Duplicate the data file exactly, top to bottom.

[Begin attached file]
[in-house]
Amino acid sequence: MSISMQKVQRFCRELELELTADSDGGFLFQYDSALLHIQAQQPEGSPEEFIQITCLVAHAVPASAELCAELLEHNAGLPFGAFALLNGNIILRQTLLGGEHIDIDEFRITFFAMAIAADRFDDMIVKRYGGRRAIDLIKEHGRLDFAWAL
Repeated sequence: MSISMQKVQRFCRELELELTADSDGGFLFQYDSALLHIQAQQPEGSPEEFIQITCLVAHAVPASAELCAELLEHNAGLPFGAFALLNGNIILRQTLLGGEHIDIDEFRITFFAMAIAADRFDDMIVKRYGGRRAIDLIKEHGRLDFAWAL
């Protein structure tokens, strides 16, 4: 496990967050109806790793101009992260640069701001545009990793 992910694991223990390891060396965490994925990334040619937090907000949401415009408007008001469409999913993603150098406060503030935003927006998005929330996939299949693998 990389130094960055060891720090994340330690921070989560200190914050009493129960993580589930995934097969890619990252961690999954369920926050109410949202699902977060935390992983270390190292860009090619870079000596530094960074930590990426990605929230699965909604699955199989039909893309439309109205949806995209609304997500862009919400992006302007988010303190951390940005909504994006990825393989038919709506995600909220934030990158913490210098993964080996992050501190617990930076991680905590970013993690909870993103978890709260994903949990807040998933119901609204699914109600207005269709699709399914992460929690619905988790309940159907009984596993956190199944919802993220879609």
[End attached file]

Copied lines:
[in-house]
Amino acid sequence: MSISMQKVQRFCRELELELTADSDGGFLFQYDSALLHIQAQQPEGSPEEFIQITCLVAHAVPASAELCAELLEHNAGLPFGAFALLNGNIILRQTLLGGEHIDIDEFRITFFAMAIAADRFDDMIVKRYGGRRAIDLIKEHGRLDFAWAL
Repeated sequence: MSISMQKVQRFCRELELELTADSDGGFLFQYDSALLHIQAQQPEGSPEEFIQITCLVAHAVPASAELCAELLEHNAGLPFGAFALLNGNIILRQTLLGGEHIDIDEFRITFFAMAIAADRFDDMIVKRYGGRRAIDLIKEHGRLDFAWAL
């Protein structure tokens, strides 16, 4: 496990967050109806790793101009992260640069701001545009990793 992910694991223990390891060396965490994925990334040619937090907000949401415009408007008001469409999913993603150098406060503030935003927006998005929330996939299949693998 990389130094960055060891720090994340330690921070989560200190914050009493129960993580589930995934097969890619990252961690999954369920926050109410949202699902977060935390992983270390190292860009090619870079000596530094960074930590990426990605929230699965909604699955199989039909893309439309109205949806995209609304997500862009919400992006302007988010303190951390940005909504994006990825393989038919709506995600909220934030990158913490210098993964080996992050501190617990930076991680905590970013993690909870993103978890709260994903949990807040998933119901609204699914109600207005269709699709399914992460929690619905988790309940159907009984596993956190199944919802993220879609």